Seeberger's research provided fundamental insights into the role of complex sugars in medicine, after he succeeded in developing a sugar synthesizer as an important tool. He explains, "Based on our fundamental research, we created new vaccination approaches that were used to develop designer sugars that offer protection against bacterial infections such as those caused by hospital germs as well as other infectious diseases such as malaria."
Prof. Dr.-Ing. Andreas Seidel-Morgenstern, a director at the Max Planck Institute for Dynamics of Complex Technical Systems in Magdeburg, is another Max Planck scientist to be included in the list. In March 2015 Seeberger and Seidel-Morgenstern won the international Humanity in Science Award for their joint research on the production of artemisinin, currently the most effective malaria drug. Together they managed to develop a new production method to synthesize and purify the malaria medication. In the technically amazingly simple method a drug is developed from plant waste by using light and oxygen.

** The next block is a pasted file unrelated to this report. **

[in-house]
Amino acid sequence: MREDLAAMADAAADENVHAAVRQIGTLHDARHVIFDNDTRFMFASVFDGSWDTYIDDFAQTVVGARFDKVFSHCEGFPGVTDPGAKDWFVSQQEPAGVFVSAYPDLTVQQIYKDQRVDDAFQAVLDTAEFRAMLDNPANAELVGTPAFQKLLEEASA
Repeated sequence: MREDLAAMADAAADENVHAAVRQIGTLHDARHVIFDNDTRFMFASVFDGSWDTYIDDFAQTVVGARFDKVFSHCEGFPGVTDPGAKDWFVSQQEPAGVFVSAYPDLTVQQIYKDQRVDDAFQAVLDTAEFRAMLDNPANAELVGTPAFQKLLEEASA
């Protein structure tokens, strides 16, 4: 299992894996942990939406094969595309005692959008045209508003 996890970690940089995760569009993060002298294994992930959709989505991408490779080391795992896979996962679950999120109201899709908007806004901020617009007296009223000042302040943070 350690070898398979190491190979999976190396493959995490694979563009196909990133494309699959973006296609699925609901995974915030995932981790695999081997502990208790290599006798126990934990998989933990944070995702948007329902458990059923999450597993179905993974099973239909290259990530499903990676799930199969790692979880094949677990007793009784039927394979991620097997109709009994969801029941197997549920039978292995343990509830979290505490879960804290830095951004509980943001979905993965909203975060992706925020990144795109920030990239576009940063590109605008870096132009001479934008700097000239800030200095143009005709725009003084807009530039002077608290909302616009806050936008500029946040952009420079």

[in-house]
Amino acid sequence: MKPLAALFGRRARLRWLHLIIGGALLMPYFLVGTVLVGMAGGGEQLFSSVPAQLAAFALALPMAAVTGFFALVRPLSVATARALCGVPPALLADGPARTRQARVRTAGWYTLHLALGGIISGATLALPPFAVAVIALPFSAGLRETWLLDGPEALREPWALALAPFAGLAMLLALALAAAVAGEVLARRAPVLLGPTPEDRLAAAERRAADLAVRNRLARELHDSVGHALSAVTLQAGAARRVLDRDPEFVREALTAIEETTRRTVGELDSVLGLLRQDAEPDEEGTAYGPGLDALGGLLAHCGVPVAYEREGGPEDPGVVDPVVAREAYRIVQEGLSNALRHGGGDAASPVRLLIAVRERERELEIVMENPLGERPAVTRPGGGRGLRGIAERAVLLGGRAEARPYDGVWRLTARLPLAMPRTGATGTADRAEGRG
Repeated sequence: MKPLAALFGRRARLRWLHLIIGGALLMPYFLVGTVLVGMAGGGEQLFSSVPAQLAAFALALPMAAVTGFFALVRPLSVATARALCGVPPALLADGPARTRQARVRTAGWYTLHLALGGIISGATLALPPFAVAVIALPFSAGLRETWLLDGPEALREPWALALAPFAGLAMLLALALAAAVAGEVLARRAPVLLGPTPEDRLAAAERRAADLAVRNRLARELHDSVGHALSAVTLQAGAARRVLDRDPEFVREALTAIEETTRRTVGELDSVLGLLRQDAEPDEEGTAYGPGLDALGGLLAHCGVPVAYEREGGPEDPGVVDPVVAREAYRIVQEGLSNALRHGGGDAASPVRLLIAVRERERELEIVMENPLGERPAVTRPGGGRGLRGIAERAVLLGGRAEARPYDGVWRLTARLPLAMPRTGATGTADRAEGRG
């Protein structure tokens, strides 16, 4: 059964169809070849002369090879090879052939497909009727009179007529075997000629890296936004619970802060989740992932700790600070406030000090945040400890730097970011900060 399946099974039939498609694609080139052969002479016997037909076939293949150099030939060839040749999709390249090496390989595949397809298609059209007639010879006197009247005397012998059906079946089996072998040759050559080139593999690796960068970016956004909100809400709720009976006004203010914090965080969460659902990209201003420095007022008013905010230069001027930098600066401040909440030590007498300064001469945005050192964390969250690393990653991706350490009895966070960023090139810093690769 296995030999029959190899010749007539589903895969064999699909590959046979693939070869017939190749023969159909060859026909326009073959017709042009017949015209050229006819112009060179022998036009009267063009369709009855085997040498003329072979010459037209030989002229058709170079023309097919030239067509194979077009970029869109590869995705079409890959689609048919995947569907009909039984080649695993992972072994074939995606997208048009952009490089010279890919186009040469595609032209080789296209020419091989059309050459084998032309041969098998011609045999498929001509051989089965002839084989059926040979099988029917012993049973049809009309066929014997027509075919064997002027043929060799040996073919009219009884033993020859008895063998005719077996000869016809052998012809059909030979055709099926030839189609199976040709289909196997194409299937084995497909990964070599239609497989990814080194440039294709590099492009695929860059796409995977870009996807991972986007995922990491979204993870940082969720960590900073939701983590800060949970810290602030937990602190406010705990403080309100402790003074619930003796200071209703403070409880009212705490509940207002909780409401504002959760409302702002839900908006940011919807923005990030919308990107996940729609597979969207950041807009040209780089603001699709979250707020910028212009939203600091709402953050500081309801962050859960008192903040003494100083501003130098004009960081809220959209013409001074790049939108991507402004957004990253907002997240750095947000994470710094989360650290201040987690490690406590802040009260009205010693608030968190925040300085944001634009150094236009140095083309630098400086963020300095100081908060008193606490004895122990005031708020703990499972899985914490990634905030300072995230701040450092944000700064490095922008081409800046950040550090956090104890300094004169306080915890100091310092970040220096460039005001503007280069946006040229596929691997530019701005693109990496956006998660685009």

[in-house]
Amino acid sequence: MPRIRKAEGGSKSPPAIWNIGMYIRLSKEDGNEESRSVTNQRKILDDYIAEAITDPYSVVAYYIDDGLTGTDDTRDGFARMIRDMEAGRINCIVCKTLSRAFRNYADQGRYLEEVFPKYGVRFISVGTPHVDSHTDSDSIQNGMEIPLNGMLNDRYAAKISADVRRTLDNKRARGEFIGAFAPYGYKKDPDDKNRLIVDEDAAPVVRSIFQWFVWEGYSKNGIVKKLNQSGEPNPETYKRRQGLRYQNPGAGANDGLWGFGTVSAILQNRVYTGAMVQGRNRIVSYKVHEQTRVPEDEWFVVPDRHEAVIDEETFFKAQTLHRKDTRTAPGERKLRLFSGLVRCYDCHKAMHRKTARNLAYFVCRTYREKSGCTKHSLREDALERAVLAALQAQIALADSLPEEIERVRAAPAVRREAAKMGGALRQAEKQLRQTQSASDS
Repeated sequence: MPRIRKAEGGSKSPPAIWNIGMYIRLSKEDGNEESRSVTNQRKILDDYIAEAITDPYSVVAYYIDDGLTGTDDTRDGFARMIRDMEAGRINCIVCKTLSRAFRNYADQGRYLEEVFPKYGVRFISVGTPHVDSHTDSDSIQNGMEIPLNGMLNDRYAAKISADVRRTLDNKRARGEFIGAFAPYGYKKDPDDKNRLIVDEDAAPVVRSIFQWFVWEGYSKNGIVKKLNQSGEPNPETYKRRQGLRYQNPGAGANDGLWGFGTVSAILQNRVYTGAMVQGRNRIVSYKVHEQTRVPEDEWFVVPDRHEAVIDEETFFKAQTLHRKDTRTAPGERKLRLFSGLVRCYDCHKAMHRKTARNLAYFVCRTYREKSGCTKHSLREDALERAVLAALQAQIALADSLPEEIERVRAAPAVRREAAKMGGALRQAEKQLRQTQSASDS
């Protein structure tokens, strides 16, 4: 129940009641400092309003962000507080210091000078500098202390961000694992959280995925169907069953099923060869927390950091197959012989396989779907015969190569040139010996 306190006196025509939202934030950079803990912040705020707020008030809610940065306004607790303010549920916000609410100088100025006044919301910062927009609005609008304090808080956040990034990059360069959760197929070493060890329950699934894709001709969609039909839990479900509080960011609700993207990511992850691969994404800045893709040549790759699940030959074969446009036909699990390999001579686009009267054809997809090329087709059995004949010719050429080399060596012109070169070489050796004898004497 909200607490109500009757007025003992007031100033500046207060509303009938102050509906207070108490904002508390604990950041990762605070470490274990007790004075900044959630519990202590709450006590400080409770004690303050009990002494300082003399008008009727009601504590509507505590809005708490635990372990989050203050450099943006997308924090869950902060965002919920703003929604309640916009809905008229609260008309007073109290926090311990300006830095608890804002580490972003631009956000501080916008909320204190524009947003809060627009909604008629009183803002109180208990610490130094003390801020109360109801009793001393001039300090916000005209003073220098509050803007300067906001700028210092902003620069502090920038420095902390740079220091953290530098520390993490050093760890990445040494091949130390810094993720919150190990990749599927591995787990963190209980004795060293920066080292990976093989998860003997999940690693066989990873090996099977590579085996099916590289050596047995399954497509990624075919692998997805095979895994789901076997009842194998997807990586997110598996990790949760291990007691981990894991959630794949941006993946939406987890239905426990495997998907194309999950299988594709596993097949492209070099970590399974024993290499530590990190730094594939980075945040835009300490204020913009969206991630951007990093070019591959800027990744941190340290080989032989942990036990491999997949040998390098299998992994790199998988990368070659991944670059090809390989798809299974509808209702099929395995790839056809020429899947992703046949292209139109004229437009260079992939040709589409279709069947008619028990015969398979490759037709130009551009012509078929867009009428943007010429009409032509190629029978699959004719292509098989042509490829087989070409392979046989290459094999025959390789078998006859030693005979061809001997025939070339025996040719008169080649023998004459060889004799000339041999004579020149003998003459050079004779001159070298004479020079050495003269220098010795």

Prof. Dr.-Ing. Andreas Seidel-Morgenstern points out: "The fact that we as basic researchers received this much attention from the field of applied science demonstrates the rapidly growing importance of cooperation between synthetic biochemistry and chemical engineering for practical medicine. We are the pioneers. Many others will follow."
Multiple spin-offs in the US and Germany have emerged from the labs of Seeberger, for example, ArtemiFlow GmbH in Potsdam, which produces artemisinin derivatives and will set up a production plant in Vietnam later this year. Another company in the field of vaccines is expected to be set up in the near future with a production facility in Berlin.
Prof. Dr. Peter Seeberger says: "It's unusual that basic science is directly commercially viable. But now, besides the medicine, we can also make material science available. We cannot yet foresee where this development will find its limits. For me as a scientist, it is a dream that is gradually coming true."
The Medicine Maker is a journal published in the UK with global distribution. The Top 100 Power List is compiled annually in a three-step process. First readers nominate their favorites, and then a four-person panel of experts reduces the list to 100 persons. Finally, the panel puts the names in a sequence. The first 20 are published in order of rank.
Media representatives are welcome to download photos of the scientists at:
Left: Prof. Peter H. Seeberger, Director at the Max Planck Institute of Colloids and Interfaces in Potsdam, and Professor at Freie Universität Berlin
Right: Prof. Dr.-Ing. Andreas Seidel-Morgenstern, Director at the Max Planck Institute for Dynamics of Complex Technical Systems in Magdeburg.
- Left: Peter H. Seeberger, Credit: MPI Colloids and Interfaces, Potsdam / Anne Heinlein
- Right: Andreas Seidel-Morgenstern, Credit: MPI Dynamics of Complex Technical Systems in Magdeburg / Bastian Ehl